The vast majority of multi-year ice is lost during the winter, not the summer. Winter winds blow the thick ice out into the North Atlantic where it melts when it contacts warmer water.
Between 1988 and 1996, two thirds of the five year old ice disappeared.
This has lead to a reduction in summer extent, because the ice in the Chukchi and Beaufort Seas is thinner than it was twenty years ago. The reduction from 1988 to 1996 coincided with the highest ENSO period on record. Conveniently for NSIDC, the satellites they cherry-pick were launched just as ENSO went positive. This has allowed them to show a continuous downwards trend in ice extent.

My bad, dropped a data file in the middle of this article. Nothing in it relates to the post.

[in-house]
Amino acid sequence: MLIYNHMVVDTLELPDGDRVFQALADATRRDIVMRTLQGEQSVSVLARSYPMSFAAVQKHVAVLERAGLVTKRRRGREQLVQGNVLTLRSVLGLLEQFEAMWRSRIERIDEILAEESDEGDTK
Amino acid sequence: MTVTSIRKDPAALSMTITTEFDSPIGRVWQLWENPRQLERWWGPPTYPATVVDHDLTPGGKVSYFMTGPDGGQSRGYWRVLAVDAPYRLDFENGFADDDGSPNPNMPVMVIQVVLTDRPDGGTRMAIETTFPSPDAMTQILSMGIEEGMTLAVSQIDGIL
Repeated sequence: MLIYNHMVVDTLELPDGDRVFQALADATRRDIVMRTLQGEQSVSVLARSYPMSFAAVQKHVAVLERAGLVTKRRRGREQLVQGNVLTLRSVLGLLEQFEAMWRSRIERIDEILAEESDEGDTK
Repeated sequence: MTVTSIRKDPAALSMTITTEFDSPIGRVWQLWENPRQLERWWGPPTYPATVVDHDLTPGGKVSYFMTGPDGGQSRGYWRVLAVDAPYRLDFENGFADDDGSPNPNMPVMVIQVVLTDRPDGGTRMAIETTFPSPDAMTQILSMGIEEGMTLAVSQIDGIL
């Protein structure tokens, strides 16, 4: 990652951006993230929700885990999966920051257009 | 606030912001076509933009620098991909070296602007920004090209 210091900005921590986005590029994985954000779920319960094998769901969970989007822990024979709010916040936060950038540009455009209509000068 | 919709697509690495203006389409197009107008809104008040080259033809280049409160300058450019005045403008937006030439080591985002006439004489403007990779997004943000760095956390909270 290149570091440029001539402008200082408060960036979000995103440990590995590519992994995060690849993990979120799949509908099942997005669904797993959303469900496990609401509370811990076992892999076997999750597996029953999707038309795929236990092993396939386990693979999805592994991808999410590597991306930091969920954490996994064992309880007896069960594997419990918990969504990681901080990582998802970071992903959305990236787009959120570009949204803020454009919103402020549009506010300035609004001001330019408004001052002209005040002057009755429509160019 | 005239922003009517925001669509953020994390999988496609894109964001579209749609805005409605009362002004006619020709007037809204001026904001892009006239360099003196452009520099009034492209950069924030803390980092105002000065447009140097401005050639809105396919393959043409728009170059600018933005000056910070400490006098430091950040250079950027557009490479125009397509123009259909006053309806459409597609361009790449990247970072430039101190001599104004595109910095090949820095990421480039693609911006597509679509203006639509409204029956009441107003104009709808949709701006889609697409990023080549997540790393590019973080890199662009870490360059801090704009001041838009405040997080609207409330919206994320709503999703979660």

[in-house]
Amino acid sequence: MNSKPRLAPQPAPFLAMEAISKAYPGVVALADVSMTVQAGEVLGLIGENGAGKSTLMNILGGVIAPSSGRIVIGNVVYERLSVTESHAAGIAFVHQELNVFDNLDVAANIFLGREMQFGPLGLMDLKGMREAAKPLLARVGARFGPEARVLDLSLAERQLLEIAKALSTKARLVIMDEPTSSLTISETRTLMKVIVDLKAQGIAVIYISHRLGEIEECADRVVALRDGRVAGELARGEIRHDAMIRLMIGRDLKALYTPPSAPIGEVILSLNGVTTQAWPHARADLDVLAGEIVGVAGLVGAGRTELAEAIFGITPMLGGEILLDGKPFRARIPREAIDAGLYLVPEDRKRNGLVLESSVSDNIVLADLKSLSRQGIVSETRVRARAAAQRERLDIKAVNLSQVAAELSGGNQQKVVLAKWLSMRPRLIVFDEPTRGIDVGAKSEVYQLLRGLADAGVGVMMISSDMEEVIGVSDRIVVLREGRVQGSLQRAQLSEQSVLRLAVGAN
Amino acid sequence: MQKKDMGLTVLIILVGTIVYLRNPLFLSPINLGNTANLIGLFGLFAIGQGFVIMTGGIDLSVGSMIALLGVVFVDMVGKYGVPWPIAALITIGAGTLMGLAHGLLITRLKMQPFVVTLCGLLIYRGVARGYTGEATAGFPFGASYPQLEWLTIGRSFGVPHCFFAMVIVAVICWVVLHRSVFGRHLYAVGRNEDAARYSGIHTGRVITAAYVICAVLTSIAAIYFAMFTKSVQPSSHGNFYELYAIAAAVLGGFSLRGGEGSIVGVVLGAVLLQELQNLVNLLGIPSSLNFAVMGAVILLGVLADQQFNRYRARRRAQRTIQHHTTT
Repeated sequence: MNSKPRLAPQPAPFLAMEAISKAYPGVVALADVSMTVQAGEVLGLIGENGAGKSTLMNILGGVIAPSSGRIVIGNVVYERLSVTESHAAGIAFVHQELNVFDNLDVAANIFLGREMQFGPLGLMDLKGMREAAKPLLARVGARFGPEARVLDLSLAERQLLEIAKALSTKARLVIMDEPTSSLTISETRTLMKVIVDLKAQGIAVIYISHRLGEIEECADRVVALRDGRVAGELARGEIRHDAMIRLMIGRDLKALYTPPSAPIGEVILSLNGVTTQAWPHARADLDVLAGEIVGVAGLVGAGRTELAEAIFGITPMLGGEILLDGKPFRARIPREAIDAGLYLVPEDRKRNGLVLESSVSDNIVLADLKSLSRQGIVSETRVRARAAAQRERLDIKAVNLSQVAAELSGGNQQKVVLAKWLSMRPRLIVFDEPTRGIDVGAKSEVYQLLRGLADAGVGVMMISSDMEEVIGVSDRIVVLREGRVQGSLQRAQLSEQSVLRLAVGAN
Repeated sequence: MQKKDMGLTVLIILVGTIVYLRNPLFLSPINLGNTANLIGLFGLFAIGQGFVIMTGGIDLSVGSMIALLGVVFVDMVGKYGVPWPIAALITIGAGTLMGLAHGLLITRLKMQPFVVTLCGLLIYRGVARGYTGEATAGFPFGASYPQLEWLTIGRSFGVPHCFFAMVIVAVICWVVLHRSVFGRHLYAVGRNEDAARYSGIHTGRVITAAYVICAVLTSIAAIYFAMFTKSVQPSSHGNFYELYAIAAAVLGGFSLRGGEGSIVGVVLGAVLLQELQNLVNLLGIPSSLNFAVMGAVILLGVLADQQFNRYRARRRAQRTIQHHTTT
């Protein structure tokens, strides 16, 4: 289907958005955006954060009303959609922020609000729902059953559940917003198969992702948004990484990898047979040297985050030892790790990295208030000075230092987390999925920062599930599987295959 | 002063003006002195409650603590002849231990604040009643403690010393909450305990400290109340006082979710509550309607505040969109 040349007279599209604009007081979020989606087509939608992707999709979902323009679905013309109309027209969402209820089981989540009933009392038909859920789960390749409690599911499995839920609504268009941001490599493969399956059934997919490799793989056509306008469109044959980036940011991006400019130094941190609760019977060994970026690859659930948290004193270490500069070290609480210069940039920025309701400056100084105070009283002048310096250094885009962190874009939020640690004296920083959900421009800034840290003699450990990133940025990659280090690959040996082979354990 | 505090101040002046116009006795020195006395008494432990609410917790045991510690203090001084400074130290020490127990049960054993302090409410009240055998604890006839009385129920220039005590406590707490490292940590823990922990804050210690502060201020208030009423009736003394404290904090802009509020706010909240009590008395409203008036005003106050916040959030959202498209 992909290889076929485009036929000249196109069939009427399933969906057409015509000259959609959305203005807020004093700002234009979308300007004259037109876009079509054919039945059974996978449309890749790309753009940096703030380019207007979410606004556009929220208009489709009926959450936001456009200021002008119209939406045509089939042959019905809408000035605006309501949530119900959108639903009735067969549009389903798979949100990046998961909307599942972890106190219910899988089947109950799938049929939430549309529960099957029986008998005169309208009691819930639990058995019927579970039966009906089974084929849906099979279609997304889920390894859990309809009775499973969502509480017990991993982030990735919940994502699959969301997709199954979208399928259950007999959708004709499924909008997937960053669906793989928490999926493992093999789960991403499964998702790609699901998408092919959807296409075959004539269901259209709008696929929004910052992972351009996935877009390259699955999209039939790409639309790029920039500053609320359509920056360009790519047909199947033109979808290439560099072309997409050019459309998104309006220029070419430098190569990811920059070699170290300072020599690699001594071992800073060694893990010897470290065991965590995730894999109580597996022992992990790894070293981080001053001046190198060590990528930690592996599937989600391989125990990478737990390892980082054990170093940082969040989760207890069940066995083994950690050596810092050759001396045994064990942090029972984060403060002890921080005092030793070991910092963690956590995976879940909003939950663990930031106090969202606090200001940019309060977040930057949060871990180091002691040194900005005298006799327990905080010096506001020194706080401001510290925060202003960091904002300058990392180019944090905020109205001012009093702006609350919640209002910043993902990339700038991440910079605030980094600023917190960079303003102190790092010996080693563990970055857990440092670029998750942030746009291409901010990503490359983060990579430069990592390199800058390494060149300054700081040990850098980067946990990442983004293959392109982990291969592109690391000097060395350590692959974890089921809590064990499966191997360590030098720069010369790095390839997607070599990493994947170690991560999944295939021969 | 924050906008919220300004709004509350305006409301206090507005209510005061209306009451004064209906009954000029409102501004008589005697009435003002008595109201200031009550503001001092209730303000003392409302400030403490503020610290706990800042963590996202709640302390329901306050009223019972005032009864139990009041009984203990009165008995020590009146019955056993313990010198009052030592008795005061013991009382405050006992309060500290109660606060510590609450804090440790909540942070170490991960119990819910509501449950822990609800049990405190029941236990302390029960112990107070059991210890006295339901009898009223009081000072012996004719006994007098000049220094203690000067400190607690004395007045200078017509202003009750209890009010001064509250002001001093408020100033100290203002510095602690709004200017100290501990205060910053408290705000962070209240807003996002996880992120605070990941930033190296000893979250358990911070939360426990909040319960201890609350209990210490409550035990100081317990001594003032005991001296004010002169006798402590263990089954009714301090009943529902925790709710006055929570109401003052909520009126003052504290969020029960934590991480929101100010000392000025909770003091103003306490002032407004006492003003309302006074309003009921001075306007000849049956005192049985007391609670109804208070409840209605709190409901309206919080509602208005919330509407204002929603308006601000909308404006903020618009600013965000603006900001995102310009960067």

ENSO is dominantly negative since 2008, and the amount of multi-year ice is increasing again.
Alarmists are hysterical about the “record minimum” extent, but it probably is meaningless for the long term.